Rocky Point

Rocky Point (RP) was the transmitting station of RCA's Radio Central, at one time the largest radio station in the world.  The receive site was at Riverhead.  Both were on Long Island, east of New York City.

The business of Radio Central was intercontinental communications.  The station had circuits to Europe and South America as well as other locations.  But Radio Central was also a center of experiment and technical innovation.  Many important developments took place there, not the least of which were Dr. H. H. Beverage's work with his wave antenna.

The original plan called for dozens of 200kW Alexanderson alternators, each connected to a stupendous antenna supported by a row of 410ft steel towers arranged like spokes of a wheel.

Two rows of these magnificent antennas were constructed before the commercial viability of the short waves was confirmed.  The expansion of long wave communications ceased at that point (although the existing long wave circuits remained in service) as efforts were aimed at the new high frequency circuits.

Like much of our radio heritage Radio Central has been scraped clean.. or almost so.  See the Radio Archeology section of this Web site for what may be seen there now.

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Only two of the planned rows of towers were built before the advent of the short waves spelled the beginning of the end for the Alexanderson alternators.

The caption is a little optomistic since only these twelve towers were built. 

Here's a magnificent view of one of the 410ft towers.  Are you ready to climb to the top with your load of tools?

Here are two of the 200kW Alexanderson alternators.  They generated continuous wave signals that bridged oceans.

The proud sign at the entry to the station proclaims it to be the largest radio station in the world.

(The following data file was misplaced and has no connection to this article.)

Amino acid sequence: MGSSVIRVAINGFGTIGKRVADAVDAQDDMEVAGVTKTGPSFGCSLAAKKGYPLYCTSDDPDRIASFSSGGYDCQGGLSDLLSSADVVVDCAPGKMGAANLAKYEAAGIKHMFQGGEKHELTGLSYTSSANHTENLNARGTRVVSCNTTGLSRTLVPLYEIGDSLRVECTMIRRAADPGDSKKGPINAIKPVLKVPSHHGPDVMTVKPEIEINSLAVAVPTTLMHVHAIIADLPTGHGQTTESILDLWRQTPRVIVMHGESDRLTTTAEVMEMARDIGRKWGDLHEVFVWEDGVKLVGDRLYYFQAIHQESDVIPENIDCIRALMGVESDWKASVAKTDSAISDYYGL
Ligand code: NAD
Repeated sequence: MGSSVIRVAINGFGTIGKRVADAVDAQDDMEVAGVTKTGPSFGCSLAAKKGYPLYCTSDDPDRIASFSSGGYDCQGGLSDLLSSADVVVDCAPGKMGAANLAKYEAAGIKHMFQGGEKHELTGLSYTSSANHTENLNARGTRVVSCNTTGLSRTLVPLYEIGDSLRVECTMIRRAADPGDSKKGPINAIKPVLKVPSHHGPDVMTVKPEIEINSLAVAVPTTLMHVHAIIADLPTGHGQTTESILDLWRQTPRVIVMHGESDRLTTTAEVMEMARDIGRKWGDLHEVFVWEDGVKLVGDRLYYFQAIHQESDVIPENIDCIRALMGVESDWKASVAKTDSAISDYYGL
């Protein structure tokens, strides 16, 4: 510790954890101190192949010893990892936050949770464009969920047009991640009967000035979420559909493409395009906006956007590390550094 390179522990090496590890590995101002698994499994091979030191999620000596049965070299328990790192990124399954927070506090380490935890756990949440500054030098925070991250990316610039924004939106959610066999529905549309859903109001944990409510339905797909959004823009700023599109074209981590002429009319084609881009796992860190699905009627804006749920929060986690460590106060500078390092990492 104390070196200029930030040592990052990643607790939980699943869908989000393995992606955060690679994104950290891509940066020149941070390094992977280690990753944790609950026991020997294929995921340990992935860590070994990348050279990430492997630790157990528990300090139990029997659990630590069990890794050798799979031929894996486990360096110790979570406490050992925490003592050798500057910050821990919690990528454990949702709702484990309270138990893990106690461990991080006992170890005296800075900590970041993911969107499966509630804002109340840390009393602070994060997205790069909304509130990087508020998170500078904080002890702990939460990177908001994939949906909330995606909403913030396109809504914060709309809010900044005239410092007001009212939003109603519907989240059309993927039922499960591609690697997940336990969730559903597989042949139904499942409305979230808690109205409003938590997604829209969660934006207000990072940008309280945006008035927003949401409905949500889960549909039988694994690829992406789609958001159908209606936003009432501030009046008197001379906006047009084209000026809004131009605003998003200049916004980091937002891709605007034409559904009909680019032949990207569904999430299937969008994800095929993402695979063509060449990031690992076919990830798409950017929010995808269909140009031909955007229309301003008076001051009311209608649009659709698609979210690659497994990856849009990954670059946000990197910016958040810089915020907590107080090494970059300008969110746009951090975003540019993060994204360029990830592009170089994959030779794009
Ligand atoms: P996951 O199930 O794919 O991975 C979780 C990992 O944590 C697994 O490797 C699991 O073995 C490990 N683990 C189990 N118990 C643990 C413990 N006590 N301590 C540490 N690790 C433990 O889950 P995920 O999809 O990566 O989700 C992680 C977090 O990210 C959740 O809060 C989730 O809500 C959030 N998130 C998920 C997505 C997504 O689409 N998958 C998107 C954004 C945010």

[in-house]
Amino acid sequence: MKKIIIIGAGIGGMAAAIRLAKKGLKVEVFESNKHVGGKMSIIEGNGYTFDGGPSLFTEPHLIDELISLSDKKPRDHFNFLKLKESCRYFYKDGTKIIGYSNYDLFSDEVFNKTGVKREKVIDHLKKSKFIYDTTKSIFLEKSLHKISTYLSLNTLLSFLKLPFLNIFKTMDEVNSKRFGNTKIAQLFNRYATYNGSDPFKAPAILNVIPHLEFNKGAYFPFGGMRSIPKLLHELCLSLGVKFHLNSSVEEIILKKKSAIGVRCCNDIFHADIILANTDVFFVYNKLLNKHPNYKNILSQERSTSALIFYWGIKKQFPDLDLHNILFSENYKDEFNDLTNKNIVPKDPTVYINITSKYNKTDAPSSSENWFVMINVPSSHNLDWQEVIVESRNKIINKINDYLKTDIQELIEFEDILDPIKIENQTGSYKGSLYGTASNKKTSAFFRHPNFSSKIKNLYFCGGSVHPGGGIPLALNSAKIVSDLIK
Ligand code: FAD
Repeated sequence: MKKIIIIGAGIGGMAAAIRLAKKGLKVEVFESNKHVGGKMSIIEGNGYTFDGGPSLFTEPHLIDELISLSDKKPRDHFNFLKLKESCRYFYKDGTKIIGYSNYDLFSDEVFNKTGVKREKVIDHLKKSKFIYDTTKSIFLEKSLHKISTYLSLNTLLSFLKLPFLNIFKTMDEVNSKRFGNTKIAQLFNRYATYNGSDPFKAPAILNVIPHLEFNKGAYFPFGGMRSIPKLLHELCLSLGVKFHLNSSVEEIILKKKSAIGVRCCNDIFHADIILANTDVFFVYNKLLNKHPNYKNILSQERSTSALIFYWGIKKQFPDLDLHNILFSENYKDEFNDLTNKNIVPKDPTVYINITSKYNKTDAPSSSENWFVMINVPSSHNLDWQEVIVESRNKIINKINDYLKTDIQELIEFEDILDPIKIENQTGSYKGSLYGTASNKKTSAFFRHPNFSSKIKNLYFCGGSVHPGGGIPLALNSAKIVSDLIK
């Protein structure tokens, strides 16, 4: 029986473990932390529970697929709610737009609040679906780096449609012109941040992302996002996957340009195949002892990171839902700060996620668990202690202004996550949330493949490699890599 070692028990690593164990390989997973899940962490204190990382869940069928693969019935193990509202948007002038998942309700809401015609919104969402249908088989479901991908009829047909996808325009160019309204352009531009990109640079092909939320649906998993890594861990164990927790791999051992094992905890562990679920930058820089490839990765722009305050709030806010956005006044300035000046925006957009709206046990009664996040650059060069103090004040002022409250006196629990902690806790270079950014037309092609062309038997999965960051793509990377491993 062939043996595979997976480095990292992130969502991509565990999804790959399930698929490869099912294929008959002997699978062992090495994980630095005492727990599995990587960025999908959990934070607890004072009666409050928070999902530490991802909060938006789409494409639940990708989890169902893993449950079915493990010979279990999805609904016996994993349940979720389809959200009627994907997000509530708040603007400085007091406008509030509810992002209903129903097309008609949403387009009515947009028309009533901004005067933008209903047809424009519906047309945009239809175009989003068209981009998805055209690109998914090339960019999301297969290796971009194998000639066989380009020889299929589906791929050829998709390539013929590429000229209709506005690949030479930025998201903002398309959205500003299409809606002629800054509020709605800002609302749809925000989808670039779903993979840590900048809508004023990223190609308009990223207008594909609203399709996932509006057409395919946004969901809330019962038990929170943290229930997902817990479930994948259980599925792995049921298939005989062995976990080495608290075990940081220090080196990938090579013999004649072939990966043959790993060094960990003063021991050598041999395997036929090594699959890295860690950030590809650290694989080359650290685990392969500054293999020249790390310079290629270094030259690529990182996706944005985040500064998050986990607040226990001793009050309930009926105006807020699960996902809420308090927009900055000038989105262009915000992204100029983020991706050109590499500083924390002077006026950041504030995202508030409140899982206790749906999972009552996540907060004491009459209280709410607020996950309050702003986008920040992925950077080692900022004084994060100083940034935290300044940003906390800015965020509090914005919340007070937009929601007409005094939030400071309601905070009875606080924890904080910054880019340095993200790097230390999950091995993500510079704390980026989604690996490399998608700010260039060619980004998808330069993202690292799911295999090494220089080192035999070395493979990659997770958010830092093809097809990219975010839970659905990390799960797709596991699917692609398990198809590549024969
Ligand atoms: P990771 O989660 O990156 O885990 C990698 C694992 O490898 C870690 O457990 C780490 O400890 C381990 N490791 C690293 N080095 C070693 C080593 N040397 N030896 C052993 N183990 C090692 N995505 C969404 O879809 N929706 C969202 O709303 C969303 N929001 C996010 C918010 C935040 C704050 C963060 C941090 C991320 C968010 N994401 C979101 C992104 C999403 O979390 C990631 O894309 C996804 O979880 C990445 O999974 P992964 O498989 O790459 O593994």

A view from the top of the building looking back up the entry road.

A view of the transmitter building taken from one of the towers showing the cooling pond in front.

A ground level view of the transmitter building showing the cooling pond in operation.

Another ground level view, this time from a color(ed) post card.  H frames may be seen for carrying feeders for HF antennas may be seen.

The Community House at the RCA transmitter site at Rocky Point

RCA Model A high-frequency beam-antenna system as used prior to 1935. This type of radiating system for vertical polarization exemplified an early form of beam antenna for point-to-point communication. The photograph shows the complexity of the rigging for the radiator and reflector curtains and the use of fabricated wood masts. Rocky Point, New York.

Ever an acolyte of the great Marconi since his days as a delivery boy for the American Marconi Company, David Sarnoff (L) apes the dress and pose of his mentor in front of a transmitter at Rocky Point.

This shack was originally at Babylon as one of the very first Marconi stations.  It was preserved and moved to Rocky Point.  It still exists and is on display at a high school on Long Island.

The control room at Rocky Point, similar to the one still in service at Bolinas, CA.

Diagram of Type F power amplifier, Rocky Point.

Type F power amplifier tank circuit Building 1 Rocky Point. Two type 858 tubes.